Historic Places to Visit In Greece
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Historic Places to Visit in Greece

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Historic Places to Visit in Greece

Travel Guide – There Are Hundreds of Archaeological and Historical Places to Visit in Greece

Historic Places to Visit in Greece. Many people in the world love visiting wonderful Greece for some reasons. Greece is popular for its long history. There are hundreds of archaeological and historical places to visit in Greece

Greece is a country in southeastern Europe. Greece is situated on the southern end of the Balkan Peninsula. The country has land borders with Albania, the Republic of Macedonia and Bulgaria to the north, and Turkey to the east.

The white walls of the Acropolis hide wars, sieges and corruption scandals.

During one of the battles in the War of Independence, the Greek insurgents encountered a serious problem. They had taken Athens and surrounded the Ottomans in the Acropolis, but just when their enemies were finishing their ammunition, things took a bad turn. The besieged threatened to destroy the Parthenon to make bullets from the lead clamps holding its stones if they were not allowed to go free. Read also: Santorini Greece Travel Beautiful Places

The insurgents chose to keep the temple. It had already suffered significant damage. During the Venetian siege of 1688 a mortal bomb blew up the gunpowder stored inside it and at the beginning of the 19th Century British ambassador Lord Elgin took away most of its marble reliefs.

The Acropolis enjoys the indisputable fame of one of the most harmonious architectural complexes in the world. Its proportions are both in accord with a man and provoke respect for the goddess it was devoted to.

It was something more than that, however. The buildings of the Acropolis, which were constructed during the Golden Age of Athens under Pericles (448-429 BC), were a sort of large-scale publicity. They extolled the virtues of the Athenian democracy, which had defeated the Persians and become s superpower. Architects Ictinus, Callicrates and Mnesicles and sculptor Phidias turned the political commission into a triumph of art. There is, however, an embarrassing detail hiding behind the perfection of the buildings, friezes, and caryatids. The Acropolis has a dark past. Read also: Athens Travel Vacations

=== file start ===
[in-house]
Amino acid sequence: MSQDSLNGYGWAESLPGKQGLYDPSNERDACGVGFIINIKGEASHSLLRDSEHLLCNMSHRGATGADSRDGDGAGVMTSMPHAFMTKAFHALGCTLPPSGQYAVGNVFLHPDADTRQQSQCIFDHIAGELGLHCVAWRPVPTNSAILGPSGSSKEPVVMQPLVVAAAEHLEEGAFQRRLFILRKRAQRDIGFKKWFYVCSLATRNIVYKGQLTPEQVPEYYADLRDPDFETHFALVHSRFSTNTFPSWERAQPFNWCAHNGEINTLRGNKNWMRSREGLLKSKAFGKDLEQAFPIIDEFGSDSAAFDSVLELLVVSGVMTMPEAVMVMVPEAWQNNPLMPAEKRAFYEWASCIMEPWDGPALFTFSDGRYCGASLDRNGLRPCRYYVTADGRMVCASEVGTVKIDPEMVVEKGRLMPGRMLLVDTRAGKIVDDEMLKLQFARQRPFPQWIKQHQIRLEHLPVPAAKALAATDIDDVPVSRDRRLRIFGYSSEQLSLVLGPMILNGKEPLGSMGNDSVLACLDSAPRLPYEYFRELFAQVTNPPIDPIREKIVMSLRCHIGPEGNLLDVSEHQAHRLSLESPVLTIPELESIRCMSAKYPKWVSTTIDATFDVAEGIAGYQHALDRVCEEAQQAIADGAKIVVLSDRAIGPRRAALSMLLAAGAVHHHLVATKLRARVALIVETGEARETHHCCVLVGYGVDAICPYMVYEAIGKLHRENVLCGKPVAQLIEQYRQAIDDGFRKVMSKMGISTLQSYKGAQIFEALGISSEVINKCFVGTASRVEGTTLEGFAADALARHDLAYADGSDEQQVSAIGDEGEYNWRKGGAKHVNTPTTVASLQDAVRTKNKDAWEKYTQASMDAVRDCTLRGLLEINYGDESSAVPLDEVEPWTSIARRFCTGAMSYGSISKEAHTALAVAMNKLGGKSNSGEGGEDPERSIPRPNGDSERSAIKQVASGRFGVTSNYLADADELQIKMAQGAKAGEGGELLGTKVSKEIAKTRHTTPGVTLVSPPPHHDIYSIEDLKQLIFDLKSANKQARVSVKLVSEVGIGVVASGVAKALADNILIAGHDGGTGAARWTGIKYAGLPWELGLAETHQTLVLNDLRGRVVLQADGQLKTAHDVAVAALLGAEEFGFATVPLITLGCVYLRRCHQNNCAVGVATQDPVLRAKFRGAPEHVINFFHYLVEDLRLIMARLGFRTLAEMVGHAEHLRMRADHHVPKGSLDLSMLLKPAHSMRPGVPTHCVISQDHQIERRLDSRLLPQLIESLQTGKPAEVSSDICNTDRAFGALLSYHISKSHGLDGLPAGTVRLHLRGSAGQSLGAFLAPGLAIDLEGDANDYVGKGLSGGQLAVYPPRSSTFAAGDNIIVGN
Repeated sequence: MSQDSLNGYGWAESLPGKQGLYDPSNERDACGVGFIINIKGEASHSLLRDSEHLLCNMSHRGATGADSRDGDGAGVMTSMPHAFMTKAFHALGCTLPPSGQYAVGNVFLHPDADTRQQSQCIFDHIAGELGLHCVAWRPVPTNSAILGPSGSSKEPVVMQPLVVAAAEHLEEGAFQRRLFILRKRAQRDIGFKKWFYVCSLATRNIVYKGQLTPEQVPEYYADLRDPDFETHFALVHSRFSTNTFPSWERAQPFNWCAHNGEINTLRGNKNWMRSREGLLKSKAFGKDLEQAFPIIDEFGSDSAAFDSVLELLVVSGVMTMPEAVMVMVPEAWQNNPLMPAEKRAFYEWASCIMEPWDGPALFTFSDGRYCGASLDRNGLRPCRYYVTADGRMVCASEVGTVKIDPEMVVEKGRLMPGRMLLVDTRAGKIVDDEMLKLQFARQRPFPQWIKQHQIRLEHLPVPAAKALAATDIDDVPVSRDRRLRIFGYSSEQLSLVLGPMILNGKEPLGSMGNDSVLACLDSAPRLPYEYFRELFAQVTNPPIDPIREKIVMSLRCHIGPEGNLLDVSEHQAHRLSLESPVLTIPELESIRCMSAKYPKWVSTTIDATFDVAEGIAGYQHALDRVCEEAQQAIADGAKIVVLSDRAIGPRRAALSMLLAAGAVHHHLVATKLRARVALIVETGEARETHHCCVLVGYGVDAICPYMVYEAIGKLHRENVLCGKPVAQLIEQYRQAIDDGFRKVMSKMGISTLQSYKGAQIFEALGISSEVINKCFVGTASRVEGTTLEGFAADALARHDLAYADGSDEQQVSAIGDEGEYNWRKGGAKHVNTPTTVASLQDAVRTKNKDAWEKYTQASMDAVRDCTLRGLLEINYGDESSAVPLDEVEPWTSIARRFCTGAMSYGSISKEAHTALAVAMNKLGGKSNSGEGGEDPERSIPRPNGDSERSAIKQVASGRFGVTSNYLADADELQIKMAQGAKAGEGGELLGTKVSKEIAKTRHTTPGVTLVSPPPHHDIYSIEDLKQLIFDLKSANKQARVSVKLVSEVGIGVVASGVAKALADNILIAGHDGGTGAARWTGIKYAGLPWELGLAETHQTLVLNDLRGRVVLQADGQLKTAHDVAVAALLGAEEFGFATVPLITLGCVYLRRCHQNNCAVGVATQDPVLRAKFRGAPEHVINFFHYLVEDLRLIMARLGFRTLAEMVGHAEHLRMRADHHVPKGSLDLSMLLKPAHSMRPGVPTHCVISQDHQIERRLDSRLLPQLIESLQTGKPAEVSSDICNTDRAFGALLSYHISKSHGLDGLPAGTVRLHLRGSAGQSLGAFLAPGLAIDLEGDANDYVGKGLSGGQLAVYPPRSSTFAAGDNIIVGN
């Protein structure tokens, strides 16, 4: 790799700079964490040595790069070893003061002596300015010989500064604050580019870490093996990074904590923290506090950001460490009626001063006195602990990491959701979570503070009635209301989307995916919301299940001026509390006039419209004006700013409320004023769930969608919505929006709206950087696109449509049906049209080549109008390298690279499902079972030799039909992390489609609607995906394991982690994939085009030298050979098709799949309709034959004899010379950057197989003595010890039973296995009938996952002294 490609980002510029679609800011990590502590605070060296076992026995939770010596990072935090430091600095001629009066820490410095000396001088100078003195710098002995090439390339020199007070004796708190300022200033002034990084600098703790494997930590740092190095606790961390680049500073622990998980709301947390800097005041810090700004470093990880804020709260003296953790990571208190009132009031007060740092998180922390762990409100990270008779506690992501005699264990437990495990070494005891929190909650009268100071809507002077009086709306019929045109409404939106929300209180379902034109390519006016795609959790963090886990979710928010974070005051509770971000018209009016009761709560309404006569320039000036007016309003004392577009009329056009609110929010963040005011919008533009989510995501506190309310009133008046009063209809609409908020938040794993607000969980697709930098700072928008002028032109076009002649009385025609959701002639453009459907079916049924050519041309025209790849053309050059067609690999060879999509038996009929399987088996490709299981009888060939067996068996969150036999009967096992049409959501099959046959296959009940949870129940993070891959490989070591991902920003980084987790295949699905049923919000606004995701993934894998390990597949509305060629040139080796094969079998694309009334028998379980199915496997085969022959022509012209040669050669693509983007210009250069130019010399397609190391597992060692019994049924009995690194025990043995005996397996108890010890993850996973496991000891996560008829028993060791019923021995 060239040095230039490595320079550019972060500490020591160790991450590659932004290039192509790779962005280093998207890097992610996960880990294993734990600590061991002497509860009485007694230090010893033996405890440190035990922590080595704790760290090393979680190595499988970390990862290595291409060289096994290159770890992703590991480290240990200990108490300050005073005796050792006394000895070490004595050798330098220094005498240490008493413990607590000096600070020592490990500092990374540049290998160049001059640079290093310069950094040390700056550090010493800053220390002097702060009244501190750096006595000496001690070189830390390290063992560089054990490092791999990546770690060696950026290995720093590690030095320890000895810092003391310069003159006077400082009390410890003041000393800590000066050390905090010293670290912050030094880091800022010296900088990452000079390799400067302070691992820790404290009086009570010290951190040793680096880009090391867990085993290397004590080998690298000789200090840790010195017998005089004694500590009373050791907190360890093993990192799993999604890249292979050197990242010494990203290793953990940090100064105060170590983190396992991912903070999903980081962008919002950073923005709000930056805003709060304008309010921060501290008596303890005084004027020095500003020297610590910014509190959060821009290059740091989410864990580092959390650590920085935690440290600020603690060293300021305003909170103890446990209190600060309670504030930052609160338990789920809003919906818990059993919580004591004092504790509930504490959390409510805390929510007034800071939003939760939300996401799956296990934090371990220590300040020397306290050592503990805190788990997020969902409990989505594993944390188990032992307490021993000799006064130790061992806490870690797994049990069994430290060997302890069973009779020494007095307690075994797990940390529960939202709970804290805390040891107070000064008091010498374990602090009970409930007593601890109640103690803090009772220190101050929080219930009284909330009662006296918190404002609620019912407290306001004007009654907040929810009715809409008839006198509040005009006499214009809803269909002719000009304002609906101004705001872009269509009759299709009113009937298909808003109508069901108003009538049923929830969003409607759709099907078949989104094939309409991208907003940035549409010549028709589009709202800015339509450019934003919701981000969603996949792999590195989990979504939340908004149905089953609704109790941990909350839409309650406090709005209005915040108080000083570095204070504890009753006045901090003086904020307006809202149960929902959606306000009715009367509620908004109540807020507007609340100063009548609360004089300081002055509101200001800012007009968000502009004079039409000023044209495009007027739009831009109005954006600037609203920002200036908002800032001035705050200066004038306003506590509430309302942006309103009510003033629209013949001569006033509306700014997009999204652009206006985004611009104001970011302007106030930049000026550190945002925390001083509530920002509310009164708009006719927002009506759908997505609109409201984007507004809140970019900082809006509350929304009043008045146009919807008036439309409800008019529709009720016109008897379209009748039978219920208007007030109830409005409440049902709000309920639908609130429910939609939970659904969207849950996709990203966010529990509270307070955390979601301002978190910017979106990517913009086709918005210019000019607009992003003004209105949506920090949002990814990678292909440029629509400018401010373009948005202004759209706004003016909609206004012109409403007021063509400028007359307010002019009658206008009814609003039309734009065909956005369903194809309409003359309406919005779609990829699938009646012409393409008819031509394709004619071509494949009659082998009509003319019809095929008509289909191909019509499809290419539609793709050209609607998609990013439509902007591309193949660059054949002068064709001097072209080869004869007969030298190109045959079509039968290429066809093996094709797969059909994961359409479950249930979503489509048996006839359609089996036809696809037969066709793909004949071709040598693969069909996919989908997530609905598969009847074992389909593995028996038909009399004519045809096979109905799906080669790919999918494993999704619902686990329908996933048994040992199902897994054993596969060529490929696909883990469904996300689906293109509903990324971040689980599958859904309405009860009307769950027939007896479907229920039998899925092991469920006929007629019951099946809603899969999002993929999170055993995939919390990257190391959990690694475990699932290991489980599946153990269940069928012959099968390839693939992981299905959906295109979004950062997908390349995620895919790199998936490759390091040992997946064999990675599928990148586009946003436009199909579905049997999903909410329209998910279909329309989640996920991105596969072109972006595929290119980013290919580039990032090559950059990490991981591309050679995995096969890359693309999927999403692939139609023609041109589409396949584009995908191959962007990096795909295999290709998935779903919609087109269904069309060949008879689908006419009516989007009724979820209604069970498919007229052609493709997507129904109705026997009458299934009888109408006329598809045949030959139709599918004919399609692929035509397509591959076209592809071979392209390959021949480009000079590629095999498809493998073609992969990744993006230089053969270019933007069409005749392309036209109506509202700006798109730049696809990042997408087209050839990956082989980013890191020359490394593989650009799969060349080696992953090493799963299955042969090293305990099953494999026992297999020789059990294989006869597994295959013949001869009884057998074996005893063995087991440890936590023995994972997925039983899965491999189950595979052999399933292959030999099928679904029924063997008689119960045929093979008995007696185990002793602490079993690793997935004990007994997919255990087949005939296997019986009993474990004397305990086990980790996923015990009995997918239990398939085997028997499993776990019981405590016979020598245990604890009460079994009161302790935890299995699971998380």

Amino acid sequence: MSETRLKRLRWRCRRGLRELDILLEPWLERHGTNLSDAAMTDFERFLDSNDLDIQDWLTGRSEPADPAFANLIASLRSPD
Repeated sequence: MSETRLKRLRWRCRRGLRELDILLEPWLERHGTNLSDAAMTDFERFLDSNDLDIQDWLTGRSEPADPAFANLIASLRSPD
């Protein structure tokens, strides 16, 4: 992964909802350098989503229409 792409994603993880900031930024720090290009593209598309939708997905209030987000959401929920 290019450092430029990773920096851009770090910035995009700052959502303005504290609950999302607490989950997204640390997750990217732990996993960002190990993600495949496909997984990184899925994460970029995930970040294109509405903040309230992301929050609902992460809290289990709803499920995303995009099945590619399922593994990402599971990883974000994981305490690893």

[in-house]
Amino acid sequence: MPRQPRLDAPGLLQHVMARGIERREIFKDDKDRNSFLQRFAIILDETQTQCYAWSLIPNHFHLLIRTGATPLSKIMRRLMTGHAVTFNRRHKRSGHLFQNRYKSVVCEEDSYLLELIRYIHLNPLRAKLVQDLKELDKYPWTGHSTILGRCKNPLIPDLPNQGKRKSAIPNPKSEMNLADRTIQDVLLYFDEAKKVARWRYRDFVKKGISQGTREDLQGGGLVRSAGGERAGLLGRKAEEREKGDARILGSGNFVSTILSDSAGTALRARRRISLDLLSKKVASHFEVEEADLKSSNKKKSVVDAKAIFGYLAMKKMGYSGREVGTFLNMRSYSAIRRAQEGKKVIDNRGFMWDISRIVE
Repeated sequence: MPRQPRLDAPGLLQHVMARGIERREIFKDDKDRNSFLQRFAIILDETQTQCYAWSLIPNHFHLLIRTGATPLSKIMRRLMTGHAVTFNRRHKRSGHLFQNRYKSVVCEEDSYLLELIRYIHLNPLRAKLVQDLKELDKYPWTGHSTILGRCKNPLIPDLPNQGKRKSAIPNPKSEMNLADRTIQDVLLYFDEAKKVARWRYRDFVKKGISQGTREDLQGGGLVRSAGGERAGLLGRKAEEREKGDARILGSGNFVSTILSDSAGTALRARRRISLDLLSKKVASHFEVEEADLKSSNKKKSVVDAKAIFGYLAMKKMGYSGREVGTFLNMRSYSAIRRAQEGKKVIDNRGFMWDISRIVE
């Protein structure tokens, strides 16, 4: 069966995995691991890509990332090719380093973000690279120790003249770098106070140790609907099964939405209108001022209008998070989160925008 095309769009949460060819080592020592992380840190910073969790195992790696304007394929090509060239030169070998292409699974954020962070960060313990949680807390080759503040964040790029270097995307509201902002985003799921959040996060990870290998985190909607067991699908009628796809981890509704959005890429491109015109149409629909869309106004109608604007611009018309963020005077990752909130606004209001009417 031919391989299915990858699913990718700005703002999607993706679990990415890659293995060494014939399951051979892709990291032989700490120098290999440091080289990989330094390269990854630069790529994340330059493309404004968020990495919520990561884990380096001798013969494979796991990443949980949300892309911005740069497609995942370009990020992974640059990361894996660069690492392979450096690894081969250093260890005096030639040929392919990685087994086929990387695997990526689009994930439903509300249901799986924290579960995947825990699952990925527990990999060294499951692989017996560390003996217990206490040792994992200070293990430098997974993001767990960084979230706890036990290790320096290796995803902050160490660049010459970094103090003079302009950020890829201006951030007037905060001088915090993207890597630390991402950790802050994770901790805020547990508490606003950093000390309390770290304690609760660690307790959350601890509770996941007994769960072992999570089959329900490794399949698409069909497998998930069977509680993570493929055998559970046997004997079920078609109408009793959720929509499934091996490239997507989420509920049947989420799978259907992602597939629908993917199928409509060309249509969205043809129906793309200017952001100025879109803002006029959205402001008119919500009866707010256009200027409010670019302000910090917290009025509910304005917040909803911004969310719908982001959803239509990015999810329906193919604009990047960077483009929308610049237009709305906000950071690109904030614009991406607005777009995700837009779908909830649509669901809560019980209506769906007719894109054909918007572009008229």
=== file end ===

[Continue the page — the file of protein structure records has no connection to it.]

A solid wall guarded the temples and the palaces of the local kings located on it. For this reason, the first thing that the participants in each of the three coups that shook Athens in the 7th-6th Century BC did was to take the Acropolis and fortify their positions there.

The Persians destroyed the buildings on the hill in 479 BC and General Sulla’s Roman army, which invaded Athens in 86 BC, also did a lot of harm. The soldiers looted all statues they could lay their hands on. The buildings survived the pillage. But the Parthenon suffered additional damage when it was successfully turned into a church, a mosque, and a gunpowder magazine.

The darkest part of the Acropolis’ past happened during the most glorious period of its experience: the Golden Age. Following the rule that no good deed goes unpunished, the turn of events affected the very man who had made the Acropolis a wonder of the world.

Phidias was a universally recognized genius. His statues of gods made such an impression that, according to his contemporaries, he was the only mortal who had seen the Olympians in person.

Nevertheless, he got involved in a couple of scandals because of his work on the Acropolis. The problems began when rumors spread that Phidias had stolen some of the ivory and gold that he used to make the 12 m, or 40 ft, tall statue of Athena for the Parthenon. The first known corruption scandal in history had a spectacular ending. Phidias stripped down all gold from the statue in public and had it weighed. Not a gram was missing.

Then somebody examined the relief depicting the battle between the Greeks and the Amazons on Athena’s shield. Two of the figures bore a striking resemblance to Pericles and Phidias. The sculptor was convicted of blasphemy.

The absurdities on the Acropolis continued in modern times too. In 1832 Greek King Otto1 turned the Parthenon into barracks for his personal guards but, fortuitously, did not manage to realize another of his ideas – to build a palace on the hill. A new threat appeared in 1890. The reconstructions of the Parthenon took such an artistic turn that there was a real danger the temple would end up looking totally different from what it did. The occupation during the Second World War resulted in yet another absurdity: the Acropolis acquired a post of Italian soldiers.

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